One of three talks Valve delivered at the Game Developers Conference last week was “Building the Content that Drives the Counter-Strike: Global Offensive Economy,” a session by Technical Artist Bronwen Grimes. Grimes' presentation mainly focused on how Valve developed its method for mostly-automating the creation of new weapon skins that roll out regularly in updates like Operation Phoenix and Winter Offensive .
Late into the talk, though, Grimes brought up data from Steam Graph as a way of measuring the impact of CS:GO's content updates on its it's popularity, which is high enough lately to make it the second most-played game on Steam. I've duplicated Grimes' graph here with some additional annotations of my own.(opens in new tab)
As the graph indicates, free CS:GO weekends doubled the game's peak concurrent users in November 2012 and May 2013. The launch of an item economy through the Arms Race update in August 2013 had a significant . As Grimes put it during her talk: “After our economy launched, we had a pretty dramatic increase in peak player numbers, bringing us to regular highs that we'd only achieved previously by making the game temporarily free.”
Tournaments, though, have produced the most substantial upticks in concurrent users, presumably due to the fact that CS:GO allows players to watch competitive matches in the game client in real-time. “This last spike here is Dreamhack. It's a big tournament for CS:GO with a high viewership,” said Grimes at GDC. “Our game was also on sale during this time period and that caused a huge player spike, nearly doubling our player count. There was a large influx of new players at this time, and they stuck around at a really high rate. In fact they stuck around at a much higher rate than players from previous sales. And so we can see that not only are our player numbers up, but our player retention is up.”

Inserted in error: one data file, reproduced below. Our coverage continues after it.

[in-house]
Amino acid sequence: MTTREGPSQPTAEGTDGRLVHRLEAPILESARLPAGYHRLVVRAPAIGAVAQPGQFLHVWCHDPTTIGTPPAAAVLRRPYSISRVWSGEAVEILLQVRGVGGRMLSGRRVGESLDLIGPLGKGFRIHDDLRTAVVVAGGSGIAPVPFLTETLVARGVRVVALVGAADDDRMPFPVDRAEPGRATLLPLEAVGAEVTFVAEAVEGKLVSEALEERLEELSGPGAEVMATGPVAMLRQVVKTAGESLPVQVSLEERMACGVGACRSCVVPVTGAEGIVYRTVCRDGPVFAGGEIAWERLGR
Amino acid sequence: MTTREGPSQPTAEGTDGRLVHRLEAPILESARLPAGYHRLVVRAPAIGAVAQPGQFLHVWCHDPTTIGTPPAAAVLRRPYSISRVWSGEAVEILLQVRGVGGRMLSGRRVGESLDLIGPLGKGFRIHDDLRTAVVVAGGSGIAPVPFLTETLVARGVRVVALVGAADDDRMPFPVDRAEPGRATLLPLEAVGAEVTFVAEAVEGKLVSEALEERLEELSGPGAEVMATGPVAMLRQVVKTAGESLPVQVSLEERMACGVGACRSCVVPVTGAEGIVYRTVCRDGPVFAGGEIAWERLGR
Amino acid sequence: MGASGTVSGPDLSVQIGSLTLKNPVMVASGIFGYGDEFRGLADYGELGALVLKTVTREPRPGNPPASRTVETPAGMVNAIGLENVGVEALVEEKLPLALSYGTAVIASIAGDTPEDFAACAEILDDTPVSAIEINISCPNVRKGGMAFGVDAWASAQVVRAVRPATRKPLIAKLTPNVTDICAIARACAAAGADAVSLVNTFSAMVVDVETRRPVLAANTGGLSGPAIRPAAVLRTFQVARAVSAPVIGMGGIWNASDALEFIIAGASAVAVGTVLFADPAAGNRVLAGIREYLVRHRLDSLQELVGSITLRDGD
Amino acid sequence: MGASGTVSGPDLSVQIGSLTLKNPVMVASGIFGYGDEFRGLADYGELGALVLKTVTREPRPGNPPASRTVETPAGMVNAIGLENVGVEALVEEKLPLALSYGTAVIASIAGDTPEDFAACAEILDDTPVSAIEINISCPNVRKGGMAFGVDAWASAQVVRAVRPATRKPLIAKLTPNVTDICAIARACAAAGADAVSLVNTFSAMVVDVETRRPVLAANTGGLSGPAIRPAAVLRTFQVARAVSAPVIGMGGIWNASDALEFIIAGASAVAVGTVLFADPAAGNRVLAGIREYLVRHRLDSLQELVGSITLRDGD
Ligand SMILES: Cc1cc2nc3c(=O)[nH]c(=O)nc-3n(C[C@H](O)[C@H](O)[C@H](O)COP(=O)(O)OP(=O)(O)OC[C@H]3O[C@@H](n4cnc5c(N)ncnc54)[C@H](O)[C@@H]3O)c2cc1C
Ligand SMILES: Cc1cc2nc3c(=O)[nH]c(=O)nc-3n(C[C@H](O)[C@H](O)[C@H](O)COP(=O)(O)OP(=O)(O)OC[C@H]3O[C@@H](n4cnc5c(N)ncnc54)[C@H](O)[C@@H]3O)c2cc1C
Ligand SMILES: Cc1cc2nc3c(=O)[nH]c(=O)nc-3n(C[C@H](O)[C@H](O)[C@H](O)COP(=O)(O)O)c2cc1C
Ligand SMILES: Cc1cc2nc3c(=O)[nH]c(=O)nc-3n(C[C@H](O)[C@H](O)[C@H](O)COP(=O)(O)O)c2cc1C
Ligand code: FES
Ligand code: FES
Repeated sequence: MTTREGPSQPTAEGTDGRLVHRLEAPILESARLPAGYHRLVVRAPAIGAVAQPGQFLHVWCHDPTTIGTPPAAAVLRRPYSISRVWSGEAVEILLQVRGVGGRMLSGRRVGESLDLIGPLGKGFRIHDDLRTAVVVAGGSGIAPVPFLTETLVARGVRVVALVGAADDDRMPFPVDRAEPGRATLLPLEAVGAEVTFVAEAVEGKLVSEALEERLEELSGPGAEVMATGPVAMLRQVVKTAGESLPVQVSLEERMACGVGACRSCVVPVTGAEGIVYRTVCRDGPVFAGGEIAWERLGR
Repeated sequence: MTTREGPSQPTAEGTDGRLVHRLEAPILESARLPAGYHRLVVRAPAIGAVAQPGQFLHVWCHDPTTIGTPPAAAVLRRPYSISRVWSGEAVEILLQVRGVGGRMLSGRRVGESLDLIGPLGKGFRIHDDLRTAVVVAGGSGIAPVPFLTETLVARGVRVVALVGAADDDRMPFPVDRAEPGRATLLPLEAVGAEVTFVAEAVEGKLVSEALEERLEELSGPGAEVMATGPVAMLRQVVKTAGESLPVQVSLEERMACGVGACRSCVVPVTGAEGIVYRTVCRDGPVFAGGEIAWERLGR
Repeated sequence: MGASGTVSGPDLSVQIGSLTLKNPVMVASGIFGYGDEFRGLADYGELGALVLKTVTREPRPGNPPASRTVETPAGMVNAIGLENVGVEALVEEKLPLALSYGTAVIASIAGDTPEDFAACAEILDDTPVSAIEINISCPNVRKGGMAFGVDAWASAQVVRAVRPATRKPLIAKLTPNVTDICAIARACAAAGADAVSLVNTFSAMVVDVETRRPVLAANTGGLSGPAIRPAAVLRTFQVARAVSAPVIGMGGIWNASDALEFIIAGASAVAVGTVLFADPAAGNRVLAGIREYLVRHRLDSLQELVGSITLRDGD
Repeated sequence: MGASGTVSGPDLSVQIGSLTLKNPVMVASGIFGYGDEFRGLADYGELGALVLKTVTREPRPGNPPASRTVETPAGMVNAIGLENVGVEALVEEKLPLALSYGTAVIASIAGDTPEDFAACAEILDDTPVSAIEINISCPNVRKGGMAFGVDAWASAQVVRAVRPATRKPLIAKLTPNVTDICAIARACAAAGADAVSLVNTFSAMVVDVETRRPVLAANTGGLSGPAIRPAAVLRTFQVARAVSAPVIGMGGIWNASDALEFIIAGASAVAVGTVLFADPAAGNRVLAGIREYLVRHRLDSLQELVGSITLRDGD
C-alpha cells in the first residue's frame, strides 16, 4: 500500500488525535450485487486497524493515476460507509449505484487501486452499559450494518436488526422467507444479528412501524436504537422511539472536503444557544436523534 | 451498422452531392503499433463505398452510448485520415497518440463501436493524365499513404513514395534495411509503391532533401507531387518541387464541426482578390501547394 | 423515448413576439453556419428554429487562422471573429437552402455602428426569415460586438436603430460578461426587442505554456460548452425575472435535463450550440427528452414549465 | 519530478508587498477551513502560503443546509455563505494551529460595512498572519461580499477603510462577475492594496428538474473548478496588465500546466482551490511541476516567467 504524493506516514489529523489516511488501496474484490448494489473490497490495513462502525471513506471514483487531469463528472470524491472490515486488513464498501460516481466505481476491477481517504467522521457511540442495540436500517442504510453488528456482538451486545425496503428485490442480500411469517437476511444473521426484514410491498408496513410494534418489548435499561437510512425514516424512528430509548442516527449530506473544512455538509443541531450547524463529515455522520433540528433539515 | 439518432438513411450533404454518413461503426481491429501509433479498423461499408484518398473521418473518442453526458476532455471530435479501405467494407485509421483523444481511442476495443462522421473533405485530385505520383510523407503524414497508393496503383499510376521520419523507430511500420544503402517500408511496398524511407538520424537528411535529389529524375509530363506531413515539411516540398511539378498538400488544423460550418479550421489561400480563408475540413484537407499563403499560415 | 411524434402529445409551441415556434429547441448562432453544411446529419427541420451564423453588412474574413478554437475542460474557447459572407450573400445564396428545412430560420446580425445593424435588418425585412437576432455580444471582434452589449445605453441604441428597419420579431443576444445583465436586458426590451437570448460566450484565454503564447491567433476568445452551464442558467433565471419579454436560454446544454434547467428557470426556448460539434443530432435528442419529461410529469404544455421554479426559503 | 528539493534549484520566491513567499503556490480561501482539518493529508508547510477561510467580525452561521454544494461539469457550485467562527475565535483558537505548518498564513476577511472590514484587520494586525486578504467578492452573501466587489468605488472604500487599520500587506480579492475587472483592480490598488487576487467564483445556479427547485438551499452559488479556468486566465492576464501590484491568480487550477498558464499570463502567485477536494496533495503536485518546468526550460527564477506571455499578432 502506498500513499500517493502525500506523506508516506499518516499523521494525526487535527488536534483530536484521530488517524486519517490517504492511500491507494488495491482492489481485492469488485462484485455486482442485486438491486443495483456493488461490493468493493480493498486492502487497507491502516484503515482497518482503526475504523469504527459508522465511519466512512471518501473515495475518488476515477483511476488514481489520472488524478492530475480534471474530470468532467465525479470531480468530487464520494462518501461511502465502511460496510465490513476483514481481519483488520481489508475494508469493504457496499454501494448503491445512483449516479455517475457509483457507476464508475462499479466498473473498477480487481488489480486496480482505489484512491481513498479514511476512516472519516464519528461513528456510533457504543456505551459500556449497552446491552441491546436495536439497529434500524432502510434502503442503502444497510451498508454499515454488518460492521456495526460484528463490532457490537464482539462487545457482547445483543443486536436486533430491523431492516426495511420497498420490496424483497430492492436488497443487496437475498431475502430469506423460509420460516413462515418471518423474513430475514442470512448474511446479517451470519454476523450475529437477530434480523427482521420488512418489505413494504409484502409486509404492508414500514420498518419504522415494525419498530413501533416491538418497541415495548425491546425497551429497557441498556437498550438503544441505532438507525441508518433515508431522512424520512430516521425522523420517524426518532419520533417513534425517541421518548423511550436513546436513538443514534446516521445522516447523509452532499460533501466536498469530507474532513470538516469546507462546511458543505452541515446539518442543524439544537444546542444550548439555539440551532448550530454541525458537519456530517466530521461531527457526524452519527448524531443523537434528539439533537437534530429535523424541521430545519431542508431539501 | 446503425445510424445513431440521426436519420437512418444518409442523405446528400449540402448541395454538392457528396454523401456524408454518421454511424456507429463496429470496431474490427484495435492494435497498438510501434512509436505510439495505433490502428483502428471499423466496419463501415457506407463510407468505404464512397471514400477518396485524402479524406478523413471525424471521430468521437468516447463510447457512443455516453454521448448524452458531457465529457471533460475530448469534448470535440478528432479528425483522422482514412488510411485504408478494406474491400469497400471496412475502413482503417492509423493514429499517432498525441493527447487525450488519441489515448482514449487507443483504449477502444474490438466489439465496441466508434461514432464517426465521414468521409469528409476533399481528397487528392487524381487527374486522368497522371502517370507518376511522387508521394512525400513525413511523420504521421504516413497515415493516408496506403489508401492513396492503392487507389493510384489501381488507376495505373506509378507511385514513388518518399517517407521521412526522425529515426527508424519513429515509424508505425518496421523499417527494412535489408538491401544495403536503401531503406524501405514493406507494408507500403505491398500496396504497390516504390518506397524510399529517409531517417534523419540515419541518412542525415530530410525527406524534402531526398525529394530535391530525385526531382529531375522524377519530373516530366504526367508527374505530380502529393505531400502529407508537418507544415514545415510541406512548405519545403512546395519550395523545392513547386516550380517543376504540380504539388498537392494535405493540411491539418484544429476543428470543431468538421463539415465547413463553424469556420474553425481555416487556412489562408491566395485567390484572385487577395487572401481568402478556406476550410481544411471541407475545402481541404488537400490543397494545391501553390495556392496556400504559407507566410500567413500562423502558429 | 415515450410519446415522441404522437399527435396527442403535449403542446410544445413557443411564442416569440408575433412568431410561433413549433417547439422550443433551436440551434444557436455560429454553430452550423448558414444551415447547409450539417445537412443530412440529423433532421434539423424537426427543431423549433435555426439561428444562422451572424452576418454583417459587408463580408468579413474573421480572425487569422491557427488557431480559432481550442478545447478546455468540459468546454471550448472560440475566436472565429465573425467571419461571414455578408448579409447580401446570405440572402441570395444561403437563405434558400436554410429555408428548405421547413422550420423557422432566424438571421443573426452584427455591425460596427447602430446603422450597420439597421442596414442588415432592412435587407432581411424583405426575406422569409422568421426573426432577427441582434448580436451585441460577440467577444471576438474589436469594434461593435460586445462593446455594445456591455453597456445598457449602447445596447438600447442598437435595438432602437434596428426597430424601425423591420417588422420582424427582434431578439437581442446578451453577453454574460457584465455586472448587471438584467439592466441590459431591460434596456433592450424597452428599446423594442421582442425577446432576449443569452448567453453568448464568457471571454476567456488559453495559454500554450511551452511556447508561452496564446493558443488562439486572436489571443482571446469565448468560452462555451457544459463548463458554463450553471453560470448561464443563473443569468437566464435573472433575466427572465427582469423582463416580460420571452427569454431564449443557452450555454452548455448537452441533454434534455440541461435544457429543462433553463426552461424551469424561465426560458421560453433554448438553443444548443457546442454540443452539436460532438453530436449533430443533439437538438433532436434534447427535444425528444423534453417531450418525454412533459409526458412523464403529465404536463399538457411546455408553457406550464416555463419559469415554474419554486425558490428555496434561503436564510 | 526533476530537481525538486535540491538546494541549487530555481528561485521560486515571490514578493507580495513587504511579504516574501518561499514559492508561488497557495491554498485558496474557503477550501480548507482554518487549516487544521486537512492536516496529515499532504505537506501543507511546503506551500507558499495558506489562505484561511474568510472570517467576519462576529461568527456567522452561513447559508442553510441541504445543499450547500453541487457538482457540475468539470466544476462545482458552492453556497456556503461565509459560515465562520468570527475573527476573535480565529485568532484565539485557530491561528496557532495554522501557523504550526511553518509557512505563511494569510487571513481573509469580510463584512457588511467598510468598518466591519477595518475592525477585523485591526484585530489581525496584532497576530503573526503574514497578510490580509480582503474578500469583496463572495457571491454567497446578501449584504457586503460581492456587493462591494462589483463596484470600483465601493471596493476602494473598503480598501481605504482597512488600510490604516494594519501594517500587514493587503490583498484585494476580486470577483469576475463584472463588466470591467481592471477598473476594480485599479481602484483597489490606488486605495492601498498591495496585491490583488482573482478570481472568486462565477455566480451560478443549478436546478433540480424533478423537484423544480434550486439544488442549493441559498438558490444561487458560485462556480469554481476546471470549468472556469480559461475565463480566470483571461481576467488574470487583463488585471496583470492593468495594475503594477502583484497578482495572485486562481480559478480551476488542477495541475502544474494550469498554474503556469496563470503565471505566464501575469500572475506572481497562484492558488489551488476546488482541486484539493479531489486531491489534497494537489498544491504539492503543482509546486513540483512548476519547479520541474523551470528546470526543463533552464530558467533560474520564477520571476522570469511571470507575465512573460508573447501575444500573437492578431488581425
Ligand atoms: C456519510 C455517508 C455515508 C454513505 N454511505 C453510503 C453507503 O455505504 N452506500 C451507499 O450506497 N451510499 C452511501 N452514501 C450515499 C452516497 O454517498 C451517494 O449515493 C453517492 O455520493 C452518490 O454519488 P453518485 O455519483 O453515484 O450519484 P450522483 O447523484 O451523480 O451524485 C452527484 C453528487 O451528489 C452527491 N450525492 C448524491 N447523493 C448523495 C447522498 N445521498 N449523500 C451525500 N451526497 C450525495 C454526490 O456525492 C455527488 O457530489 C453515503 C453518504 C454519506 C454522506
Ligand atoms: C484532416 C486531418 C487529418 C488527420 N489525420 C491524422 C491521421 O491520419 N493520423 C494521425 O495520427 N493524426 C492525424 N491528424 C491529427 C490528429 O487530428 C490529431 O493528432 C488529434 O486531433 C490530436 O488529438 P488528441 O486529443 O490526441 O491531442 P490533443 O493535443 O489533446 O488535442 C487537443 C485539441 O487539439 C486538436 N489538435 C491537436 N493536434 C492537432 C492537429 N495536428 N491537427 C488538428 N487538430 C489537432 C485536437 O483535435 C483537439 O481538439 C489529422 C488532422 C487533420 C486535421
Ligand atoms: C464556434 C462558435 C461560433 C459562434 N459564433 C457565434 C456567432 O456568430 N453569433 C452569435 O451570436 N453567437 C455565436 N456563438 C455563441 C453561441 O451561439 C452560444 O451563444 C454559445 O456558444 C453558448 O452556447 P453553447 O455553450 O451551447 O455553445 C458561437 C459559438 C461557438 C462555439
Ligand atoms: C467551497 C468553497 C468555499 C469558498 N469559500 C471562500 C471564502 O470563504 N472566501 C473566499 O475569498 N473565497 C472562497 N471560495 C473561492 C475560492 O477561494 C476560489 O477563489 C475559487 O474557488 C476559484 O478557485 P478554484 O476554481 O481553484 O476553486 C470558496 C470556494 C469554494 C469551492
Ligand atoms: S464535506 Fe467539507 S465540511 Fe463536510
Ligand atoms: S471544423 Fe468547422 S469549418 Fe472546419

The recent EMS One Katowice tourney seemed to skyrocket CS:GO's peak concurrent users by 50 or 60,000. Without access to numbers for Battlefield 4 and other games, we're left to assume that CS:GO's 2.2 million monthly unique players are enough to make it the most popular multiplayer shooter on PC.